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Foster Care and Aftercare Findings
•	 Foster Care placements not matching child’s needs hindered.
•	 Low quality temporary...
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Matheson, I. (2015). Thesis on a page: Slipping down ladders and climbing up snakes - the experiences of New Zealand University students who were formerly in foster care

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Education has the potential to make a significant contribution towards improving the life-chances of children and young people in state care. However, despite a growing overseas body of research literature on the education of children and young people in residential and foster care, very little is known about the educational experiences, perspectives or circumstances of those in, or formerly in, care in New Zealand. Internationally, we still know very little about the experiences of the small proportion of young people with a state care background who go to university.
This study investigates the educational experiences of New Zealand bachelor degree students and recent graduates who were placed in foster care as teenagers. Through the lenses of the children’s rights, ecological systems theory, resilience theory and cultural capital theory, this qualitative study involved in-depth interviews, as well as follow-up telephone interviews, with seven bachelor degree students or graduates with a state care background. Using an informal conversational interviewing technique, the study explores their experiences of primary schooling, secondary schooling, university, foster care, leaving care, family, partners, friends and the community, as well as their associated feelings, motivations, views and attitudes.
Despite some similarities with others in care, the study finds that participants came into care with considerable cultural capital, were educationally resilient, were able to make important educational relationships and take advantage of opportunities presented to them. They mainly came into care as teenagers, having already done well in their earlier schooling. All went on to complete their high school education at what they considered to be good schools. All embarked upon a professional degree, mainly in social work, education or law. Multiple foster care placements and, with some exceptions, getting little educational support from foster carers or social workers was not a barrier to them getting to university. Similarly, while educationally resilient, most were less resilient in other areas of their lives. However, the level of support from teachers and/or other school personnel was high and sometimes exceptionally high. To varying degrees once at university, the majority struggled. However, there was support from former foster carers, long-term partners, and in some instances parents.

This research has particular education and child welfare policy and practice implications for New Zealand. However, as one of the few international qualitative studies with tertiary students with a foster care background to take such a wide-ranging and exploratory approach, the findings may also be of relevance to practitioners, managers, researchers and policy-makers in other countries.

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Matheson, I. (2015). Thesis on a page: Slipping down ladders and climbing up snakes - the experiences of New Zealand University students who were formerly in foster care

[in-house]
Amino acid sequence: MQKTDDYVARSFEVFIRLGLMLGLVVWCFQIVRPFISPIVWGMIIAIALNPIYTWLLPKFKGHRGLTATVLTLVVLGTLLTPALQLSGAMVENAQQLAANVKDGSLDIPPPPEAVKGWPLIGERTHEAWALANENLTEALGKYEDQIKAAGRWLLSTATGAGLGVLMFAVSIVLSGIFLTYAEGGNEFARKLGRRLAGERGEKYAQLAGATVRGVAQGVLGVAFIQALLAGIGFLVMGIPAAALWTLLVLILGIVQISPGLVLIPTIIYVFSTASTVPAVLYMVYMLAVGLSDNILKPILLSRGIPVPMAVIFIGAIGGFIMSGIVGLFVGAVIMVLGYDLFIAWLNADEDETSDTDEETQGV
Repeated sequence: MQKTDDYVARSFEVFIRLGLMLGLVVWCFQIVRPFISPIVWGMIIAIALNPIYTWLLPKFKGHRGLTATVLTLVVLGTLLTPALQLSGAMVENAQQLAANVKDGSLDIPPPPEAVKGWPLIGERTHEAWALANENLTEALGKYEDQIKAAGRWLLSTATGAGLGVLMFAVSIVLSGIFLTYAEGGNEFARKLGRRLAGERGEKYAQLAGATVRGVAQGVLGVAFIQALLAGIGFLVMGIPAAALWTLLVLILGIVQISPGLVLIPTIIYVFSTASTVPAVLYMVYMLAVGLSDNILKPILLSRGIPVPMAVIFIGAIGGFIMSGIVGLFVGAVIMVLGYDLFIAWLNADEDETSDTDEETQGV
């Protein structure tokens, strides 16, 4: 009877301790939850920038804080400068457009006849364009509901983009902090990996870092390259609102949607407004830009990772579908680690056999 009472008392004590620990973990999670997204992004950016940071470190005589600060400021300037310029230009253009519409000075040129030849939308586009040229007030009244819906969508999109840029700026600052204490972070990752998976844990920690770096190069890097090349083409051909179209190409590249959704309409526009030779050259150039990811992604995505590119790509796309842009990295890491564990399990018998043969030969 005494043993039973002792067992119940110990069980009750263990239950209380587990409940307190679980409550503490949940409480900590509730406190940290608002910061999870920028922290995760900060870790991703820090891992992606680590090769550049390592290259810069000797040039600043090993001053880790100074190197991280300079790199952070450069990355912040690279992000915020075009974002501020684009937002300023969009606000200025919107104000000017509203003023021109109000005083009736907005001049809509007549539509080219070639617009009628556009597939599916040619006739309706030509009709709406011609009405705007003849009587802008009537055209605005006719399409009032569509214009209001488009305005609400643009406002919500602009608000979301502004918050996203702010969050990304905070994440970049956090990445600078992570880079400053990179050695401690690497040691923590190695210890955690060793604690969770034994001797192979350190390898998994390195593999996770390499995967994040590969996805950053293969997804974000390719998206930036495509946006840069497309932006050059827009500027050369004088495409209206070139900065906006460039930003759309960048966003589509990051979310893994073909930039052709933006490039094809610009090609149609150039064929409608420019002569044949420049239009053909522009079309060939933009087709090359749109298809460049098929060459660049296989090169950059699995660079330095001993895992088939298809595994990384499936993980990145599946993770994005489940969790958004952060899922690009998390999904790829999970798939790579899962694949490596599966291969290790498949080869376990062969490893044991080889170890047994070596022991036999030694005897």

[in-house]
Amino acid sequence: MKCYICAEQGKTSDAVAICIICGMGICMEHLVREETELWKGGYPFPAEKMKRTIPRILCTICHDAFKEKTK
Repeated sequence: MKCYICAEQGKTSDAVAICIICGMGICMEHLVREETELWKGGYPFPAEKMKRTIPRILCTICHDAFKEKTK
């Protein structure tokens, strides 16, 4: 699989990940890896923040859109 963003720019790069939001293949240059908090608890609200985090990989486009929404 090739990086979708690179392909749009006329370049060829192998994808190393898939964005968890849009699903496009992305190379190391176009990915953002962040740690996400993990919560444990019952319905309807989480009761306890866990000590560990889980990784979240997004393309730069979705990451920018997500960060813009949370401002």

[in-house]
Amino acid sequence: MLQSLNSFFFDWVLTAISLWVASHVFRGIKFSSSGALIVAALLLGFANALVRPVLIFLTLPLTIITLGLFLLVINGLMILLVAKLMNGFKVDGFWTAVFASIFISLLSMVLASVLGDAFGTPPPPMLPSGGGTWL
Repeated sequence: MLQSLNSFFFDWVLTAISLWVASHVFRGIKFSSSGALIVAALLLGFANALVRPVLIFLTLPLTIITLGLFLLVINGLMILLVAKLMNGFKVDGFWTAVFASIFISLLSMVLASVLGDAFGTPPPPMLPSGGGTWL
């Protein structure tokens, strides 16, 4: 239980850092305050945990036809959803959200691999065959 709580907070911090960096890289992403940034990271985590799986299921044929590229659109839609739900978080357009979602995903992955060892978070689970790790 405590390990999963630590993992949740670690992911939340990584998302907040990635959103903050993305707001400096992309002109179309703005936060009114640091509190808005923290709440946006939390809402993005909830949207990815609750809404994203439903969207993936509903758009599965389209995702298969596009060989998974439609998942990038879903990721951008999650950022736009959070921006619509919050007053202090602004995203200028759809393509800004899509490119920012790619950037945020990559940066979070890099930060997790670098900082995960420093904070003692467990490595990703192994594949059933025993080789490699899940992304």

1. 1. Foster Care and Aftercare Findings • Foster Care placements not matching child’s needs hindered. • Low quality temporary Foster Care placements, and breakdowns, as well as poor relationships with Social Workers and limited Child, Youth & Family education support, hindered. • High quality, educationally rich and supportive final Foster Care placements helped. • Being discharged from Foster Care placement by 17th birthday hindered. • (Non-statutory) transitioning to independence services helped, if available. Main Findings on Family, Friends, Partners and Community • Education being valued by, and ongoing support from, birth families helped. • Having a good circle of friends at secondary school helped. • Partners whilst at university being supportive of education helped. Main Findings on Personal Circumstances • Wanting a different kind of future, be it ordinary or extraordinary, helped. • Having a sense of educational resilience, and secondary school feeling like a place of belonging and stability, helped. • Serendipitous events, and acts of extraordinary generosity, helped. Education Findings • Early establishment of recreational reading habits helped. • Academic success by intermediate (junior high) school helped. • Limited secondary school changes, and none in final years, helped. • Significant periods without schooling for some hindered. • A perception that their final secondary school was high quality helped. • Supportive relationships with individual secondary school staff helped. • Attending a local university helped; and all undertook professional degrees. • Scholarships/awards for university helped, but limited to first year hindered. Study’s Overall Findings 1. Kiwi kids in Foster Care can and do go on to university; some also graduate. 2. Being in Foster Care helped some participants get to university, but hindered others. 3. Distinct patterns across experiences, but some similarities with others in Foster Care. 4. Life in Foster Care is complex; some events had unintended consequences for participants – both negative and positive. Implications for Research, Policy and Practice Research: Internationally, as well as for NZ, the study identifies a number of areas for further research, e.g. parental education and cultural capital. Policy: Tertiary institutions to support students with a care background via additional support, students to be allowed to remain in foster care beyond their 17th birthday, all foster care placements to be educationally-rich, and all children in care to receive a quality education. Practice: Support teachers, social workers and foster carers to reflect upon and develop their practice around (the education of) children in care. Further Information iain@mathesonassociates.co.nz www.mathesonassociates.co.nz The Experiences of New Zealand University Students Formerly in Foster Care As events are about to show, it is also possible to slither down a ladder and climb to triumph on the venom of a snake (Rushdie, 1981, p. 161). Research Study Author & Year Iain Matheson (2015) Supervisors Emeritus Professor Anne Smith Dr Gill Rutherford Doctoral (EdD) Programme University of Otago College of Education Research Question What are the educational experiences of degree students who were in foster care as teenagers? Guiding Education Theories • Children’s rights movement • Ecological systems theory • Resilience theory • Cultural capital theory Methodology • Paradigm: Constructivism • Methodology: Qualitative • Data collection: In-depth interview, follow-up telephone interview • Data analysis: Thematic analysis Successful Participant Recruitment Methods • Approaching child welfare NGOs • Indirectly approaching winners of tertiary awards for children in care • Participant recruitment website • Personal contacts Research Participants • All 7 were degree students (1 had graduated at time of interview) • Aged 18 to 26 (when interviewed) • 6 university and 1 polytechnic • 6 female and 1 male • Mix of ethnicities © Iain Matheson, 2015 And Climbing Up Snakes Slipping Down Ladders